VMware Ruby Virtual Console for vSAN 6.6

VMware Ruby Virtual Console for vSAN 6.6

The Ruby vSphere Console (RVC) is an interactive command-line console user interface for VMware vSphere and Virtual Center.

The Ruby vSphere Console comes bundled with both the vCenter Server Appliance (VCSA) and the Windows version of vCenter Server. RVC is quickly becoming one of the primary tools for managing and troubleshooting Virtual SAN environments

How to begin

  • To begin using the Ruby vSphere Console to manage your vSphere infrastructure, deploy the vCenter Server Appliance and configure network connectivity for the appliance.
  • Afterwards, SSH using Putty or an app you prefer to the dedicated vCenter Server Appliance and login as a privileged user. No additional configuration is required to begin.
  • Commands such as ‘cd’ and ‘ls’ work fine and if you want to return to the previous directory type ‘cd .. and press Enter

How to Login

RVC credentials are directly related to the default domain setting in SSO (Single Sign-On). Verify the default SSO Identity Source is set to the desired entity.

So there are a few different ways to logon potentially either locally or with domain credentials. Examples below

  • rvc administrator@vsphere.local@localhost
  • rvc root@localhost
  • rvc administrator@techlab.local@localhost

Where to go from here

You are now at the root of the virtual filesystem.

  • To access and navigate through the system type ‘cd 0‘ to access the root (/) directory or ‘cd 1‘ to access the ‘localhost/’ directory. You can type the ‘ls’ command to list the contents of a directory. I am going to type ‘cd 1‘ to access my localhost directory so lets see what we have.

  • Type ls to see what directory structure we have now. You should now see your datacenter or datacenters

  • Change directory by typing cd 0 to the relevant datacenter and you will now see the following folder structure.

  • Type ls to see the structure of this folder

  • Type cd 1 to change to the Computers folder where we will see the cluster and then type ls

  • We can now use a command to check the state of the vSAN cluster. You don’t want to enter the command ‘vsan.check_state vsan-cluster’ as that will not work. The number ‘0’ is what you need to use to look at the state of the cluster so type vsan.check_state 0

  • Next look at the vSAN Object Status Report. Type vsan.obj_status_report 0

  • We can also run the command vsan.obj_status_report 0 -t which displays a table with more information about vSAN objects

  • Next look at a detailed view of the cluster. Type vsan.cluster_info 0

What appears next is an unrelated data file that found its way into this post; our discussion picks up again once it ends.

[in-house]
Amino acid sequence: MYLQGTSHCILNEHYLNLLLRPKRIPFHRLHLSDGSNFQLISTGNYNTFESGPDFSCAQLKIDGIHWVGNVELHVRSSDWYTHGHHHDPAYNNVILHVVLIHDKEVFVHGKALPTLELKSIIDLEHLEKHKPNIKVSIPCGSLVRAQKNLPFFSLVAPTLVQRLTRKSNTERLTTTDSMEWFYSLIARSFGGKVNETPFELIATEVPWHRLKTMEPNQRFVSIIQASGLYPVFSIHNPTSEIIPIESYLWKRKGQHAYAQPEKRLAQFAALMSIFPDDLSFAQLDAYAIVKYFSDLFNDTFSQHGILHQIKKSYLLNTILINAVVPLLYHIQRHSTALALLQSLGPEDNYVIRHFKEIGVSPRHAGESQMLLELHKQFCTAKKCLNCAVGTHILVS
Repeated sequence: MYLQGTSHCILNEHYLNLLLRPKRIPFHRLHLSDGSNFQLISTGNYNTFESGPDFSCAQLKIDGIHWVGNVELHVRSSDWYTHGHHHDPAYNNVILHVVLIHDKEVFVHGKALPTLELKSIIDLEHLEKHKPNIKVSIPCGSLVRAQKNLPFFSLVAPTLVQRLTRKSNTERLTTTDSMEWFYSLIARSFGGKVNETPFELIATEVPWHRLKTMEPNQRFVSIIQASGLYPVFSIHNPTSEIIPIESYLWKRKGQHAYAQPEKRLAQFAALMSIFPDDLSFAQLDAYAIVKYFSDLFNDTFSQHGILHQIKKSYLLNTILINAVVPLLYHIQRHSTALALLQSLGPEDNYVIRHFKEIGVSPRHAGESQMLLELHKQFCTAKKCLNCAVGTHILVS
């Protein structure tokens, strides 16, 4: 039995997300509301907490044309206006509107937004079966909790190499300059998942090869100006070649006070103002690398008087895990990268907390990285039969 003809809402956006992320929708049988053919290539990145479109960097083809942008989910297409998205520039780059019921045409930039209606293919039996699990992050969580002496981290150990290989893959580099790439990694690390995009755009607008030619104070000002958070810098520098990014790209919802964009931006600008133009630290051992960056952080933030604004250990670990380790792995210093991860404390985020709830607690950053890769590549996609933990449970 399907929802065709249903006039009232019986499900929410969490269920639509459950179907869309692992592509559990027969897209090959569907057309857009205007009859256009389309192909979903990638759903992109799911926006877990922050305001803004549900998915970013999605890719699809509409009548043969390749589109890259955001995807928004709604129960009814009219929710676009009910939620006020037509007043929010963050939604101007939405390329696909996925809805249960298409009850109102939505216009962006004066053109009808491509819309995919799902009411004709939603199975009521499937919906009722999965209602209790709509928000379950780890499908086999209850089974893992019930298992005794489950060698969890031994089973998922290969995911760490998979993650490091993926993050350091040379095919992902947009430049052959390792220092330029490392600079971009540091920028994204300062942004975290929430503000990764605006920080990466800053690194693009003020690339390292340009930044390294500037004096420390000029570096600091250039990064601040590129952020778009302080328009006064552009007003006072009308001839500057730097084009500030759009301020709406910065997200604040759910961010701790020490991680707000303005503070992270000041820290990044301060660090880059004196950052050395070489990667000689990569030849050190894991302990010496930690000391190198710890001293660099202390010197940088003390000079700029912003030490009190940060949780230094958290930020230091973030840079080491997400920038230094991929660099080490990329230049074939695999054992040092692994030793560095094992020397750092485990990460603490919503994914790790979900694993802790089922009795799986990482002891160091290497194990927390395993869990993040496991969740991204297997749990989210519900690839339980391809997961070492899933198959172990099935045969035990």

• Next we’ll have a look at disk stats. Type vsan.disks_stats 0

  • Next have a look at simulating a failure of a host on your vSAN cluster. type vsan.whatif_host_failures 0

  • You can also type vsan.whatif_host_failures -s 0

  • You can also view VM performance by typing vsan.vm_perf_stats “vm” This command will sample disk performance over a period of 20 seconds. This command will provide you with ‘read/write’ information IOPS, throughput and latency

Using vSAN Observer

Click me –> https://kb.vmware.com/selfservice/microsites/search.do?language=en_US&cmd=displayKC&externalId=2064240

To generate a performance statistics bundle over a one hour period at 30 second intervals for a vSAN cluster named vSAN and save the generated statistics bundle to the /tmp folder, run this command:

  • Log into rvc
  • Navigate down to Computers
  • Type the following vsan.observer ~/computers/clustername(fill this in)/ –run-webserver –force –generate-html-bundle /tmp –interval 30 –max-runtime 1
  • While this is running, you can log into a web browser and run http://vCentername:8010 which will provide multiple graphs and information you can view
  • Press Control C to stop if you want to stop this prior to the test ending.

Inaccessible objects or orphaned objects

If you get an issue like I did with an orphaned object then browse through the vSAN datastore in the Web Client and find the GUID of the object and run the following command on the hosts. Take care you have the correct GUID!

  • /usr/lib/vmware/osfs/bin/objtool delete -u 5825a359-2645-eb1e-b109-002564f9b0c2 -f -v 10
  • Give it a minute and you will see it vanish from your vSAN datastore

Useful Commands

Within the RVC Console, type in vsan. then press tab twice to get the whole list of vsan commands you can use.

On the hosts the following commands can be useful

  • cd /etc/init.d/vsanmgmtd status
  • cd /etc/init.d/vsanmgmtd restart
  • services.sh restartcd  /vmfs/volumes then ls
  • vsish -e set /vmkmodules/vsan/dom/ownerabdicate “naa id”

 

 

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